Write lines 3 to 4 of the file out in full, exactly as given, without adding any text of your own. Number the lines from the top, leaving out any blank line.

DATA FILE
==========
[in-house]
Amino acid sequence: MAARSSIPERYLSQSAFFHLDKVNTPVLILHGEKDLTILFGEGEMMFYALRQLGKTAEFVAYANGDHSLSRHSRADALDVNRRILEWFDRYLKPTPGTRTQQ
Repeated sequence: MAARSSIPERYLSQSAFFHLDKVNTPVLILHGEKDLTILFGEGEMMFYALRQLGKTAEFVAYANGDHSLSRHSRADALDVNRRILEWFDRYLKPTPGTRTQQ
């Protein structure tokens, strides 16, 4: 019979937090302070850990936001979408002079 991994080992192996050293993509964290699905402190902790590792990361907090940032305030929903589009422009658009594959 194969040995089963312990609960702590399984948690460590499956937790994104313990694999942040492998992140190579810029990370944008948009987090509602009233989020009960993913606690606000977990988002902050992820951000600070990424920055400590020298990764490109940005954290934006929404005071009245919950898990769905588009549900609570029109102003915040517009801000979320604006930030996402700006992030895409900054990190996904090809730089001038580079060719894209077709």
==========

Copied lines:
Repeated sequence: MAARSSIPERYLSQSAFFHLDKVNTPVLILHGEKDLTILFGEGEMMFYALRQLGKTAEFVAYANGDHSLSRHSRADALDVNRRILEWFDRYLKPTPGTRTQQ
């Protein structure tokens, strides 16, 4: 019979937090302070850990936001979408002079 991994080992192996050293993509964290699905402190902790590792990361907090940032305030929903589009422009658009594959 194969040995089963312990609960702590399984948690460590499956937790994104313990694999942040492998992140190579810029990370944008948009987090509602009233989020009960993913606690606000977990988002902050992820951000600070990424920055400590020298990764490109940005954290934006929404005071009245919950898990769905588009549900609570029109102003915040517009801000979320604006930030996402700006992030895409900054990190996904090809730089001038580079060719894209077709």